Mississippi College Breaks Ground on New 246-Bed Residence Hall

Tue November 10, 2020 - Southeast Edition
Tupelo Daily Journal

The 72,000-sq.-ft., three-story residence hall will have 246 beds with customizable halls/wings for separated male and female occupancy, as needed. It also will include two efficiency apartments and an apartment for the hall director.
The 72,000-sq.-ft., three-story residence hall will have 246 beds with customizable halls/wings for separated male and female occupancy, as needed. It also will include two efficiency apartments and an apartment for the hall director.
The 72,000-sq.-ft., three-story residence hall will have 246 beds with customizable halls/wings for separated male and female occupancy, as needed. It also will include two efficiency apartments and an apartment for the hall director. Forced inside by rain resulting from the approaching Hurricane Zeta, administrators, board members and local officials donned face masks and gathered beneath a large tent in the parking lot near Sheffield Hall to scoop ceremonial shovels of dirt.


Itawamba Community College (ICC) didn't let bad weather, or the COVID-19 pandemic stop the groundbreaking ceremony for a new 246-bed residence hall in late October at the Fulton, Miss., campus.

Forced inside by rain resulting from the approaching Hurricane Zeta, administrators, board members and local officials donned face masks and gathered beneath a large tent in the parking lot near Sheffield Hall to scoop ceremonial shovels of dirt.

"As you can see, today's ceremony is a bit different because of 2020 bringing not only COVID-19, but a record number of tropical storms, depressions and hurricanes which have impacted our weather with rain," ICC President Jay Allen told the crowd.

The 72,000-sq.-ft., three-story residence hall will have 246 beds with customizable halls/wings for separated male and female occupancy, as needed. It also will include two efficiency apartments and an apartment for the hall director.

Renovations near the building include improved parking lots, a safer pedestrian sidewalk to Sheffield Hall and a safer crosswalk across Main Street to the main campus. Approximately 70 parking spots will be added as part of the project, Allen said.

The new facility was designed by Pryor Morrow Architects in Columbus, Miss. The general contractor is WAR Construction Inc. of Tuscaloosa, Ala.

"It is our vision that this hall will be filled with leaders and scholars," Allen said. "We express appreciation to our board of trustees for their leadership and foresight to proceed with this much-needed project."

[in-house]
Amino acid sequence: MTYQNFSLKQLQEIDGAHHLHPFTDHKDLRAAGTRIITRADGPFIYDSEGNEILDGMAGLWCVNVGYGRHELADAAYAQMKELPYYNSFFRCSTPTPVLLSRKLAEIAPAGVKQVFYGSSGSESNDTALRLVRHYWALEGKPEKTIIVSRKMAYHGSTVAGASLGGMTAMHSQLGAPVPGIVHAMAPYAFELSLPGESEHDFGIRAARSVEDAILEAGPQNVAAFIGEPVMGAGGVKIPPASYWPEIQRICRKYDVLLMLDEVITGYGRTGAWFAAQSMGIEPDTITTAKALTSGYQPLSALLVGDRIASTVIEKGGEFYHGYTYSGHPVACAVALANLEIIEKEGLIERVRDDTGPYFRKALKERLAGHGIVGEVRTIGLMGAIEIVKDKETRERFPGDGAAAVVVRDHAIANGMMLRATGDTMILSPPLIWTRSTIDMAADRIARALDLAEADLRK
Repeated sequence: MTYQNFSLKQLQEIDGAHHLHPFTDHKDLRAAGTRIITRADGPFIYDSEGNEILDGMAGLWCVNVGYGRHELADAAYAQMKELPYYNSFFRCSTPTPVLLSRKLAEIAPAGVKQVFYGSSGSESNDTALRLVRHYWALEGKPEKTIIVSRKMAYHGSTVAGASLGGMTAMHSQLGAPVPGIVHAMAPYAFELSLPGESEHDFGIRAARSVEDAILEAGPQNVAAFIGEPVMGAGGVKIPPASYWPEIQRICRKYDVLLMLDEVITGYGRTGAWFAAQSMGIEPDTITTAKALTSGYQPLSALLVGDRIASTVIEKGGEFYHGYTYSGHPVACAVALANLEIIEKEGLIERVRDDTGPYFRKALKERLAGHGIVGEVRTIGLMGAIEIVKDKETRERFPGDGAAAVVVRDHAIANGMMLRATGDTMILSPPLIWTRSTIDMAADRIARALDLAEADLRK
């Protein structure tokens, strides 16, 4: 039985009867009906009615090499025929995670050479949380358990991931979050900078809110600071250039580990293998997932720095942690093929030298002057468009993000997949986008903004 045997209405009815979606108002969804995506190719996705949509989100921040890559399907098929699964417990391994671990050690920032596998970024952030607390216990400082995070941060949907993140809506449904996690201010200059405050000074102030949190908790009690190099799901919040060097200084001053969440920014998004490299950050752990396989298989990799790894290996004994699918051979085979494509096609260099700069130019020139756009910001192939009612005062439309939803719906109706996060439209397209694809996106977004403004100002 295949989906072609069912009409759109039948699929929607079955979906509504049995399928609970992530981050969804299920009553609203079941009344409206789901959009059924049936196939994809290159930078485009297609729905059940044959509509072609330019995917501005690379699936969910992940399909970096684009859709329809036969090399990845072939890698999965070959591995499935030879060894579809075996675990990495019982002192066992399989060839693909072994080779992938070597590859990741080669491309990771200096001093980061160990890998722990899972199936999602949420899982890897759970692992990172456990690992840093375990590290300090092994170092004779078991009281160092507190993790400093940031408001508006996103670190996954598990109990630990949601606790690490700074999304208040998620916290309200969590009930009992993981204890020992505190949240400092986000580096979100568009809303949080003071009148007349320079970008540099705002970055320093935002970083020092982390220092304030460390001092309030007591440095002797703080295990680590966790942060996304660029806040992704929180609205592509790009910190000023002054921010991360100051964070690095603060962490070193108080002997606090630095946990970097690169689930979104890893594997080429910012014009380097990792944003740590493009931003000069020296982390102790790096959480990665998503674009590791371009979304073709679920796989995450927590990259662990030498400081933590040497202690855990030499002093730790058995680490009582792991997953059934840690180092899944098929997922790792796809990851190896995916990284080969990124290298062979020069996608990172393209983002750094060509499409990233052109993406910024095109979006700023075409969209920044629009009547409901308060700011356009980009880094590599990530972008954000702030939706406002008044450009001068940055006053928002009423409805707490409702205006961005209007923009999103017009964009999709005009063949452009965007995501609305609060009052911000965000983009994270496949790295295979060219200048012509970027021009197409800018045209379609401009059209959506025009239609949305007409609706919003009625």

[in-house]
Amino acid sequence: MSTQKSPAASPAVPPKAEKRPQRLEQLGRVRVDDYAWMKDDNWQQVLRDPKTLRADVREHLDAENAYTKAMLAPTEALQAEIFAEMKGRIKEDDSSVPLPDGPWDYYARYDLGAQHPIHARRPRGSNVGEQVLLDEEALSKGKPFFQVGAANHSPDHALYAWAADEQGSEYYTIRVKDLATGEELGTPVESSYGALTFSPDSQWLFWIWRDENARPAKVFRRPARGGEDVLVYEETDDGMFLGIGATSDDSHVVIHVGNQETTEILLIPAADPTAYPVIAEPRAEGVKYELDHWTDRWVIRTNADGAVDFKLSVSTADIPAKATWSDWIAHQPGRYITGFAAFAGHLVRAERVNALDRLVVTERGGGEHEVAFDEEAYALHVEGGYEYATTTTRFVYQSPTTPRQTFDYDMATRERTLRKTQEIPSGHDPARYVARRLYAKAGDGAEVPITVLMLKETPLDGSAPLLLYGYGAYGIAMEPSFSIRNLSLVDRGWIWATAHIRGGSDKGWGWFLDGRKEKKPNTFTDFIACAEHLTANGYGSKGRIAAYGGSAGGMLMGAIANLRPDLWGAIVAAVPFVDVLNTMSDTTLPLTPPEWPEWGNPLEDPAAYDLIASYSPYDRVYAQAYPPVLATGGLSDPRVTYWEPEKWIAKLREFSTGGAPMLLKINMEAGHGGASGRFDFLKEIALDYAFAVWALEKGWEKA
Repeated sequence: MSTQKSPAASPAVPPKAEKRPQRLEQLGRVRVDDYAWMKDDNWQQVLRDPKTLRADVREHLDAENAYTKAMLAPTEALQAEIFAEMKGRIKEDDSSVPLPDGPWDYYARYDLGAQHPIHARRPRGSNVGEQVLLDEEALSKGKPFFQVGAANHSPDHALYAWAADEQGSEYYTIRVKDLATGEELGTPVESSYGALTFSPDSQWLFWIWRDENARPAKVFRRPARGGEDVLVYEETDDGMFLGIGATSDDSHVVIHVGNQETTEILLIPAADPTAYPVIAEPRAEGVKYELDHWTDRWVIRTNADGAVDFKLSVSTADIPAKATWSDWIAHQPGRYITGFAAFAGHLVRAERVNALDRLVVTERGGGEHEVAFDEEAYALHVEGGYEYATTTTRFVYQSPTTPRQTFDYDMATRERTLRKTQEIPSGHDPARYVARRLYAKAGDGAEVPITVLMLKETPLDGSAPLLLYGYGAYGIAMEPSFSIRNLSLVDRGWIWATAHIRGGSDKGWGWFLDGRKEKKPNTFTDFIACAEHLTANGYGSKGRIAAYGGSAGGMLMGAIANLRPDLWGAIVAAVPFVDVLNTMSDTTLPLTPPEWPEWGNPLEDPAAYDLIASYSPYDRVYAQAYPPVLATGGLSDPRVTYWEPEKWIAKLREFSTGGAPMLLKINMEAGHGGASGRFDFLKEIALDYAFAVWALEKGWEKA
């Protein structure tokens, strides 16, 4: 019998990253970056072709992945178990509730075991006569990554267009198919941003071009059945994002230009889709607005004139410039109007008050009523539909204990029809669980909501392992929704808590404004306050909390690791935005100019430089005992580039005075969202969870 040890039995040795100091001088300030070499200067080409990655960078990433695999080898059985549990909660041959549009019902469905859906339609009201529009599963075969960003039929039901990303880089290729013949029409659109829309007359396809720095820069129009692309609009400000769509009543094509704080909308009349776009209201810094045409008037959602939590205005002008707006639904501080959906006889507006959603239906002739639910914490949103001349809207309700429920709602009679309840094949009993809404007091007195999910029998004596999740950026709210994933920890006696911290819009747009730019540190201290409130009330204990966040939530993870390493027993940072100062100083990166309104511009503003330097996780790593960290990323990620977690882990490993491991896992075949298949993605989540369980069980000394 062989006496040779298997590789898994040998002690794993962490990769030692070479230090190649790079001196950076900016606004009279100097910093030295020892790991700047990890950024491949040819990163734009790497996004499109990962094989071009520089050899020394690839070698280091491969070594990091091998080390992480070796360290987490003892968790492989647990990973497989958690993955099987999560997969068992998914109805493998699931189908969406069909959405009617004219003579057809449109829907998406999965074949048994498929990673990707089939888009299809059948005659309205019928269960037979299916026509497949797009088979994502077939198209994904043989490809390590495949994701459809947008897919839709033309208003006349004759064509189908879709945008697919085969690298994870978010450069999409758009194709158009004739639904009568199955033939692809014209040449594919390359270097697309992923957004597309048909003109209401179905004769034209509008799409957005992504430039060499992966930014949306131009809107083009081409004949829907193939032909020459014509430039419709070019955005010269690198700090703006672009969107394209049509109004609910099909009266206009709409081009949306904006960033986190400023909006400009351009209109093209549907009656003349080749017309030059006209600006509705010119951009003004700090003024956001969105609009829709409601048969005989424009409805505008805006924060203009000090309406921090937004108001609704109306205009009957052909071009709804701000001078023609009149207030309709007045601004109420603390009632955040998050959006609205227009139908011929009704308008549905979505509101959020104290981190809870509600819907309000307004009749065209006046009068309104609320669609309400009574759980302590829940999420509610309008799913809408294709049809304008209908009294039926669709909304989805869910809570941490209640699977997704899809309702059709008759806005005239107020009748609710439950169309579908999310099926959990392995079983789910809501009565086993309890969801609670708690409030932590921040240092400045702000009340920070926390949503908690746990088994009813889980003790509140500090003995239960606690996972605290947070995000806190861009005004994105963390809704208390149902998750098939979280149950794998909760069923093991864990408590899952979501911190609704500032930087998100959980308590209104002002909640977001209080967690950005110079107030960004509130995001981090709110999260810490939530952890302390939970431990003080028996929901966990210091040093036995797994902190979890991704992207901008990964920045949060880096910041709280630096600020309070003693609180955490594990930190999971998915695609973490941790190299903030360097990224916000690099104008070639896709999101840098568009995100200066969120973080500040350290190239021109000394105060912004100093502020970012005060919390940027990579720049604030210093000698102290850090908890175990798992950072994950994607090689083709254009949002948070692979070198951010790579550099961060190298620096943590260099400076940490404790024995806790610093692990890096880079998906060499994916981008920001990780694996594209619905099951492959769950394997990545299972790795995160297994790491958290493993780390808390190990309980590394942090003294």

Chad Case, ICC's director of housing, said there is typically a waiting list for students who want to live on campus, and the college simply has not been able to accommodate them all.

He cited research showing that students who live on campus complete more credit hours, have higher GPAs, become more engaged with the campus community and show higher levels of development and self-esteem.

The new residence hall also will provide collaborative study areas and full-time staff will be on hand to assist students in growing socially and academically, Case said.

ICC's enrollment rose slightly even during the pandemic, Allen said, signaling that the college is on the right path despite setbacks caused by COVID-19.

"We know that this is a moment in time, and it will pass, so we've got to be prepared for that down the road," Allen said. "We are looking well beyond just today with this project. It will serve as a state-of-the-art residence hall, one that will make our college, our county, our district and our state proud."

Initial planning for the as-of-now unnamed residence hall began approximately two years ago. It will be the first dormitory constructed on campus since Itawamba Hall opened in 2010.

The ICC board of trustees approved bonding of $20 million for the project through Raymond James Financial and the Mississippi Development Bank, with the assistance of Butler Show Law Firm.

Construction is expected to be completed in time for students to move into the building in fall 2022.

Forced inside by rain resulting from the approaching Hurricane Zeta, administrators, board members and local officials donned face masks and gathered beneath a large tent in the parking lot near Sheffield Hall to scoop ceremonial shovels of dirt.